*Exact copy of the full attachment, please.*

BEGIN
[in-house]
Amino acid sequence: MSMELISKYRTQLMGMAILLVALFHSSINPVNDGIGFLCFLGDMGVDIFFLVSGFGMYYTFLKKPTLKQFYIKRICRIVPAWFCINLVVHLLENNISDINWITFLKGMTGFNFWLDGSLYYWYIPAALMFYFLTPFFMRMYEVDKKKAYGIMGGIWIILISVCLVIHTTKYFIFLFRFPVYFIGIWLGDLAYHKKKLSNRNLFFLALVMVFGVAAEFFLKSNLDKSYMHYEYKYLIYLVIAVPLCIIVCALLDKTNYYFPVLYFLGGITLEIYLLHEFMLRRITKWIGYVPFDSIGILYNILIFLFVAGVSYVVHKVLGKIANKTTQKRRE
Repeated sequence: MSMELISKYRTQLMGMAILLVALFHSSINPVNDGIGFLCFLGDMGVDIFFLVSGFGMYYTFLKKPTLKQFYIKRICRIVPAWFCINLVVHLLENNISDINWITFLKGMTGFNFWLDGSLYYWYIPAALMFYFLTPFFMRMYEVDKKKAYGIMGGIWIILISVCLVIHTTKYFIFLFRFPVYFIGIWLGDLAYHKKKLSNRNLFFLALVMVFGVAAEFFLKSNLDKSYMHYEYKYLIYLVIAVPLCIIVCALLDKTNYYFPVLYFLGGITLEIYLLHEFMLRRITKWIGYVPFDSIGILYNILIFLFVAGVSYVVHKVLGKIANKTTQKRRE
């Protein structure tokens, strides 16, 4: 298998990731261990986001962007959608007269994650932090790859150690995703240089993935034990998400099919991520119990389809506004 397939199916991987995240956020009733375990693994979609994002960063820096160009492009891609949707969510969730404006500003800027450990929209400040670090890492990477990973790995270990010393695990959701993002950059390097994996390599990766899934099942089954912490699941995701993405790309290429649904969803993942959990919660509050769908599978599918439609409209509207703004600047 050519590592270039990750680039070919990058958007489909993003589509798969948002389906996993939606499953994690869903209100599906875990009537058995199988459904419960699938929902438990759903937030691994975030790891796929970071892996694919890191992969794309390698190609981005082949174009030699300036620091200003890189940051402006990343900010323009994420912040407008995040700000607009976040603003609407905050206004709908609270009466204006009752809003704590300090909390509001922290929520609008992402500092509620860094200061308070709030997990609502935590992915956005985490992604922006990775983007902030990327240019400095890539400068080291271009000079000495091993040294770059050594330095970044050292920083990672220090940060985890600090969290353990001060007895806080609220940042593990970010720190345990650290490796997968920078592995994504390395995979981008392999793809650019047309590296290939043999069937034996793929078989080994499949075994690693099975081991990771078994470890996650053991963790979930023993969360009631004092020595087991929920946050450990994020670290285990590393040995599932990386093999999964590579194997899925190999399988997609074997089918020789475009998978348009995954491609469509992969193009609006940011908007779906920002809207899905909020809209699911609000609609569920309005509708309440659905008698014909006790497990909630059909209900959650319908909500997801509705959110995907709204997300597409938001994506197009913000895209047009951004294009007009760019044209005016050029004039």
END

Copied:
[in-house]
Amino acid sequence: MSMELISKYRTQLMGMAILLVALFHSSINPVNDGIGFLCFLGDMGVDIFFLVSGFGMYYTFLKKPTLKQFYIKRICRIVPAWFCINLVVHLLENNISDINWITFLKGMTGFNFWLDGSLYYWYIPAALMFYFLTPFFMRMYEVDKKKAYGIMGGIWIILISVCLVIHTTKYFIFLFRFPVYFIGIWLGDLAYHKKKLSNRNLFFLALVMVFGVAAEFFLKSNLDKSYMHYEYKYLIYLVIAVPLCIIVCALLDKTNYYFPVLYFLGGITLEIYLLHEFMLRRITKWIGYVPFDSIGILYNILIFLFVAGVSYVVHKVLGKIANKTTQKRRE
Repeated sequence: MSMELISKYRTQLMGMAILLVALFHSSINPVNDGIGFLCFLGDMGVDIFFLVSGFGMYYTFLKKPTLKQFYIKRICRIVPAWFCINLVVHLLENNISDINWITFLKGMTGFNFWLDGSLYYWYIPAALMFYFLTPFFMRMYEVDKKKAYGIMGGIWIILISVCLVIHTTKYFIFLFRFPVYFIGIWLGDLAYHKKKLSNRNLFFLALVMVFGVAAEFFLKSNLDKSYMHYEYKYLIYLVIAVPLCIIVCALLDKTNYYFPVLYFLGGITLEIYLLHEFMLRRITKWIGYVPFDSIGILYNILIFLFVAGVSYVVHKVLGKIANKTTQKRRE
């Protein structure tokens, strides 16, 4: 298998990731261990986001962007959608007269994650932090790859150690995703240089993935034990998400099919991520119990389809506004 397939199916991987995240956020009733375990693994979609994002960063820096160009492009891609949707969510969730404006500003800027450990929209400040670090890492990477990973790995270990010393695990959701993002950059390097994996390599990766899934099942089954912490699941995701993405790309290429649904969803993942959990919660509050769908599978599918439609409209509207703004600047 050519590592270039990750680039070919990058958007489909993003589509798969948002389906996993939606499953994690869903209100599906875990009537058995199988459904419960699938929902438990759903937030691994975030790891796929970071892996694919890191992969794309390698190609981005082949174009030699300036620091200003890189940051402006990343900010323009994420912040407008995040700000607009976040603003609407905050206004709908609270009466204006009752809003704590300090909390509001922290929520609008992402500092509620860094200061308070709030997990609502935590992915956005985490992604922006990775983007902030990327240019400095890539400068080291271009000079000495091993040294770059050594330095970044050292920083990672220090940060985890600090969290353990001060007895806080609220940042593990970010720190345990650290490796997968920078592995994504390395995979981008392999793809650019047309590296290939043999069937034996793929078989080994499949075994690693099975081991990771078994470890996650053991963790979930023993969360009631004092020595087991929920946050450990994020670290285990590393040995599932990386093999999964590579194997899925190999399988997609074997089918020789475009998978348009995954491609469509992969193009609006940011908007779906920002809207899905909020809209699911609000609609569920309005509708309440659905008698014909006790497990909630059909209900959650319908909500997801509705959110995907709204997300597409938001994506197009913000895209047009951004294009007009760019044209005016050029004039």